Mayo Clinic investigates new device to regulate beating of the heart and improve pump function

October 27, 1999

ROCHESTER, MINN. -- Mayo Clinic cardiologists are investigating the use of a new pacemaker-defibrillator device that may offer new hope for patients with heart failure who also have potentially dangerous uncoordinated or irregular contractions of the heart.

Up to 50 percent of people with advanced heart failure develop abnormalities of the heart's electrical impulses, which disturb the timing of the contractions of the heart's two lower chambers, called ventricles, so that they do not contract simultaneously. When this occurs, the symptoms of heart failure, including shortness of breath, fatigue and swelling of the feet and ankles, may worsen, thereby decreasing the pumping efficiency of the heart.

"This device delivers small electrical impulses to the left and right chambers of the heart, to better synchronize the contractions of the heart's lower chambers," says Mayo Clinic cardiologist and study investigator, Paul Friedman, M.D. "We will investigate if this therapeutic approach improves the quality of life for patients with heart failure."

Until now, traditional heart failure therapies have included: medications, lifestyle modifications and heart transplant.

Heart failure affects about five million people in the United States. This debilitating disease is the most frequent cause of hospitalization for people age 65 and older, and often leads to premature death. Healthcare costs associated with caring for those with heart failure in the United States is nearly $10 billion annually.

The main purpose of the study is to assess the safety and effectiveness of the device in patients with heart failure who are also indicated for a traditional defibrillator and meet the other entry criteria.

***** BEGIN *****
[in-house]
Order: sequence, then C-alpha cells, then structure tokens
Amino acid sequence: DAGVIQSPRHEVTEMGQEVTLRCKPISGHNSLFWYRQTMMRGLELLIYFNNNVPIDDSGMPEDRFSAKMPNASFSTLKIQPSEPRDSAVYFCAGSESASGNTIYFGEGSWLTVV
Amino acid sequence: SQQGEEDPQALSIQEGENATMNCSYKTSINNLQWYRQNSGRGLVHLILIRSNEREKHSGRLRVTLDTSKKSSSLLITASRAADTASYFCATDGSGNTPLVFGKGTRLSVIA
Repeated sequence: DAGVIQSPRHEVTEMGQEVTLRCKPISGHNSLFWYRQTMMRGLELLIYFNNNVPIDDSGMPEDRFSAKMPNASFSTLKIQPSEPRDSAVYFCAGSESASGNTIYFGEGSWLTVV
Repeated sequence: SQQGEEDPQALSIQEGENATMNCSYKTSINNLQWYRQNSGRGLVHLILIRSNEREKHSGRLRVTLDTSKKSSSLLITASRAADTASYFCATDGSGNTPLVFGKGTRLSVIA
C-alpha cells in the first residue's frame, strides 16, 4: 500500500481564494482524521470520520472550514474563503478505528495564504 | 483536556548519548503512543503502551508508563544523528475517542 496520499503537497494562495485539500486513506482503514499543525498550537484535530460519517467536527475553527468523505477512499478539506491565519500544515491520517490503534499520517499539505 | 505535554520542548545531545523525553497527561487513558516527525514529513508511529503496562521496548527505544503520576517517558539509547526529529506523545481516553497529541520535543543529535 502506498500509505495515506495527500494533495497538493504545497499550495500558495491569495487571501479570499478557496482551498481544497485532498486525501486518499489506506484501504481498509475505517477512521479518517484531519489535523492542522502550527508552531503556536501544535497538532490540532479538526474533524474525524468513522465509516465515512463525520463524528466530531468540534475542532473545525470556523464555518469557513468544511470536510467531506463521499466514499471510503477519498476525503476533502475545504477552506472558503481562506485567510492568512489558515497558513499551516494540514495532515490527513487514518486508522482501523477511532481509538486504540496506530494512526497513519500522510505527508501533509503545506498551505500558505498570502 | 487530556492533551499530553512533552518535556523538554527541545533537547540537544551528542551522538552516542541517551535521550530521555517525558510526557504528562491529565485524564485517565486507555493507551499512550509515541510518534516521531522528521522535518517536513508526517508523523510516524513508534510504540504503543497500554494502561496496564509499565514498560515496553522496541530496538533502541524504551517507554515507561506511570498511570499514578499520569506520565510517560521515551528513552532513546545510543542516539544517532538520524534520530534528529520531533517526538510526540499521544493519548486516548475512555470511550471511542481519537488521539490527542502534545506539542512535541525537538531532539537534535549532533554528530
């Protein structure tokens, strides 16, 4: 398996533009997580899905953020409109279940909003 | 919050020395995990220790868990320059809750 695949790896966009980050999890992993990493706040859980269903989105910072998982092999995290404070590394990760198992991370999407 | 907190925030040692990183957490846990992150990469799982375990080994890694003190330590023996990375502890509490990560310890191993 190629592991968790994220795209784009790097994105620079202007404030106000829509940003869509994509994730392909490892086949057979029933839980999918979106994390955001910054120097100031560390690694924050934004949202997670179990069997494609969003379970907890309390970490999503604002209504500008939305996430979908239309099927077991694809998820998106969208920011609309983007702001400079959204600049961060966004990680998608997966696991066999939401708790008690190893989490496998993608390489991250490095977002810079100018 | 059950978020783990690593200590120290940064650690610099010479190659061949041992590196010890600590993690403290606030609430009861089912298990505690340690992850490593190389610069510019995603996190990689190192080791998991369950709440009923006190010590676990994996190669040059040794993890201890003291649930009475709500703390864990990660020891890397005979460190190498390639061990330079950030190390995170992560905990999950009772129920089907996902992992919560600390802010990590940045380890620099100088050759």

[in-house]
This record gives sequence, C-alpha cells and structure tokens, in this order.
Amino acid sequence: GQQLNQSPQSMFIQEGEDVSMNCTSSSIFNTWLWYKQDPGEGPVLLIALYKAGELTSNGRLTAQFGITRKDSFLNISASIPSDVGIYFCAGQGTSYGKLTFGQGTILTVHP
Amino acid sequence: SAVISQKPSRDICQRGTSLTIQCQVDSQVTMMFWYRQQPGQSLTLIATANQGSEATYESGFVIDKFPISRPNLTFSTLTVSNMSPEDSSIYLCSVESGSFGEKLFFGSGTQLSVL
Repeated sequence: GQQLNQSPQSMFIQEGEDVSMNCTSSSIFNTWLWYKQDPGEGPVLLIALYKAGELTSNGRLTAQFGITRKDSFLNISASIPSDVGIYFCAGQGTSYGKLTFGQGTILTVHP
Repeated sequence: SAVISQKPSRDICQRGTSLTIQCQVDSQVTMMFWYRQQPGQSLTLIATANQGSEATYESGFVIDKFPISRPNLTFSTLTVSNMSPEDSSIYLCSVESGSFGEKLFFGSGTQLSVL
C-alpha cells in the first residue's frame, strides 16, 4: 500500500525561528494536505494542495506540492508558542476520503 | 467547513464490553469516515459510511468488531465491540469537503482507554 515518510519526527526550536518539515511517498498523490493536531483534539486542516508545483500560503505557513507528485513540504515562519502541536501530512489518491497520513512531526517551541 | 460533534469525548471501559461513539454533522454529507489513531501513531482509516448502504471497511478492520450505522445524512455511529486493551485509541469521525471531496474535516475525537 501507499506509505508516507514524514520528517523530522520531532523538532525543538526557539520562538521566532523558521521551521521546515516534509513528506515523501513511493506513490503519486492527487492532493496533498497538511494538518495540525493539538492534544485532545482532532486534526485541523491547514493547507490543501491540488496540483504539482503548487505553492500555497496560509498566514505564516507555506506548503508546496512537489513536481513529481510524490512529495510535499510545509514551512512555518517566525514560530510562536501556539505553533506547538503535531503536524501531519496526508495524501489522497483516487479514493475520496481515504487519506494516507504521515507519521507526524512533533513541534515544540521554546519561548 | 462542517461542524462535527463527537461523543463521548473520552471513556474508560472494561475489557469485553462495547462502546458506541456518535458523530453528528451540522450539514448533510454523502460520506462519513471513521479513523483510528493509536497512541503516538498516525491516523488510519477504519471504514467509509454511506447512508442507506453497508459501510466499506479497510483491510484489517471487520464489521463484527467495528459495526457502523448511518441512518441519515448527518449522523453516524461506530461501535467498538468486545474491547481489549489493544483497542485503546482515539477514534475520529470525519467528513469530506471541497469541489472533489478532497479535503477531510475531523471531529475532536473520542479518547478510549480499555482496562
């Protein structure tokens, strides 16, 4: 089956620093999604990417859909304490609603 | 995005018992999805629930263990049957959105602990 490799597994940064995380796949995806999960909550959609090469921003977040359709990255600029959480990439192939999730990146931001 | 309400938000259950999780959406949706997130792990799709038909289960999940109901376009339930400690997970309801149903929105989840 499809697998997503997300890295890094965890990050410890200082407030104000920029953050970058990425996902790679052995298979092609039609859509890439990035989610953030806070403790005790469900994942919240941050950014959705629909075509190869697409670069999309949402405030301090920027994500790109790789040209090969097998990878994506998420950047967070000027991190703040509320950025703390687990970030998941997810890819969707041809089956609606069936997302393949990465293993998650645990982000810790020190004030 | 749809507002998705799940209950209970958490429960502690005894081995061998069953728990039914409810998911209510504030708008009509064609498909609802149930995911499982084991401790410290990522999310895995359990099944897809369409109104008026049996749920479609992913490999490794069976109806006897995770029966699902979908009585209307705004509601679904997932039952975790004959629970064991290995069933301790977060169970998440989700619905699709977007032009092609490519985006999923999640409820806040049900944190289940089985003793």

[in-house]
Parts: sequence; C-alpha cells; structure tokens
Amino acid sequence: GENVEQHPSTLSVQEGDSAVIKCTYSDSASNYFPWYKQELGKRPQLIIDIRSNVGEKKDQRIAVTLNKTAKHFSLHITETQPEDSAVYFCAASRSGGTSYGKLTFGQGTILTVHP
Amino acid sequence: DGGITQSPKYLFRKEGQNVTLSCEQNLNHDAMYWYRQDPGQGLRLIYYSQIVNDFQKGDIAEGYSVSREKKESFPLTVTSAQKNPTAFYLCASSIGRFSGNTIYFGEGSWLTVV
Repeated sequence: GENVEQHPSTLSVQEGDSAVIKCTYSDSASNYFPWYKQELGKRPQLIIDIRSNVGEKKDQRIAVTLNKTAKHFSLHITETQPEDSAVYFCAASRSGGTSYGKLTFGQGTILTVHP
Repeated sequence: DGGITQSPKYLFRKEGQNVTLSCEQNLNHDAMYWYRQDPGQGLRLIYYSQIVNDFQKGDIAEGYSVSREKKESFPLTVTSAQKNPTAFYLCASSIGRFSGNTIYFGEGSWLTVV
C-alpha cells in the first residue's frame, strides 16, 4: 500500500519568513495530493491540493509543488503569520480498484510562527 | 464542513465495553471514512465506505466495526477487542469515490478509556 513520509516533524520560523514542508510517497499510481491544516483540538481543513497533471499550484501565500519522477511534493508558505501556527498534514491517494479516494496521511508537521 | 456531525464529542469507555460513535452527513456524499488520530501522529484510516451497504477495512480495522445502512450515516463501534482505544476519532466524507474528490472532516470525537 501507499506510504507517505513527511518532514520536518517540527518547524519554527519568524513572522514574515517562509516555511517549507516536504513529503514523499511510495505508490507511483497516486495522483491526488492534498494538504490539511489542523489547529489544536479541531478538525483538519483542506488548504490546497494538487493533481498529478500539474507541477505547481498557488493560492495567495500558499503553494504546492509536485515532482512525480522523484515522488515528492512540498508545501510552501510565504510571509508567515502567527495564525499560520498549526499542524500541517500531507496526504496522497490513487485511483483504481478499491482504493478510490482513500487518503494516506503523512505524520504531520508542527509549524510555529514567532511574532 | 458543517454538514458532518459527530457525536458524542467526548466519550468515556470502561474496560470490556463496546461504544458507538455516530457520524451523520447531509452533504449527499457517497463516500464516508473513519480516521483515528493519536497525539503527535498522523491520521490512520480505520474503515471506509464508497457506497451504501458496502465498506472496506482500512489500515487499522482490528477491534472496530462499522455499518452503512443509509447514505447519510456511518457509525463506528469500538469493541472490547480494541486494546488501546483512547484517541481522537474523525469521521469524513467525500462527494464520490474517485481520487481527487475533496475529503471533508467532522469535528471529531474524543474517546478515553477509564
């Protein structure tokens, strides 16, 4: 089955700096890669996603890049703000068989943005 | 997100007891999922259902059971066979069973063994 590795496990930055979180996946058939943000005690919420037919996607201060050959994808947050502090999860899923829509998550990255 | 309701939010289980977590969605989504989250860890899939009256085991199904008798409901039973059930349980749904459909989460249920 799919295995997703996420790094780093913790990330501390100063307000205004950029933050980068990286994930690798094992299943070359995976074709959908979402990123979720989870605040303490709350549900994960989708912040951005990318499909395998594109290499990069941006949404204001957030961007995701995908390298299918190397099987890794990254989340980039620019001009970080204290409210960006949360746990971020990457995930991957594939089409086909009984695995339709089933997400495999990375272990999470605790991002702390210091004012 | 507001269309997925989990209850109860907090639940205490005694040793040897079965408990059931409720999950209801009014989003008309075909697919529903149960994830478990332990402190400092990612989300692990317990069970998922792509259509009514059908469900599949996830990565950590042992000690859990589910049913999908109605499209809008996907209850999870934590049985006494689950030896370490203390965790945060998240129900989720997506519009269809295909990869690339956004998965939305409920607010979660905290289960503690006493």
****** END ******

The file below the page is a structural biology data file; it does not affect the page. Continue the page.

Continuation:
The study will involve up to 35 investigational centers in the U.S. and will enroll 300 participants nationwide.

The device, which is the size of a small pager (66 cc), is implanted under the skin in the chest area, and three thin wires (called leads) are run through veins from the device to the left and right chambers of the heart. Only a small incision is required to implant the device. The procedures takes about two to three hours to perform and requires patients to stay in the hospital overnight.

Candidates for the study must have had at least one episode of cardiac arrest manifested by loss of consciousness due to an irregular heart beat, or have fast heart beats from the lower chambers (ventricular tachyarrhythmias). Some individuals who have pre-existing defibrillators in need of change out may also be eligible. Study participants are monitored at one month, three months, six months and every six months thereafter.

The study is expected to last between 12 and 24 months. Patients who are interested in participating in the study should contact electrophysiology clinical research at 507-255-3175 or 507-255-3177.
To receive Mayo news releases by e-mail, send a message to Include your name, affiliation, and e-mail address. Mayo Clinic news releases are available on the Mayo Home Page, Mayo Clinic health information is available on Mayo Clinic Health Oasis at

Mayo Clinic

Related Heart Failure Articles from Brightsurf:

Top Science Tip Sheet on heart failure, heart muscle cells, heart attack and atrial fibrillation results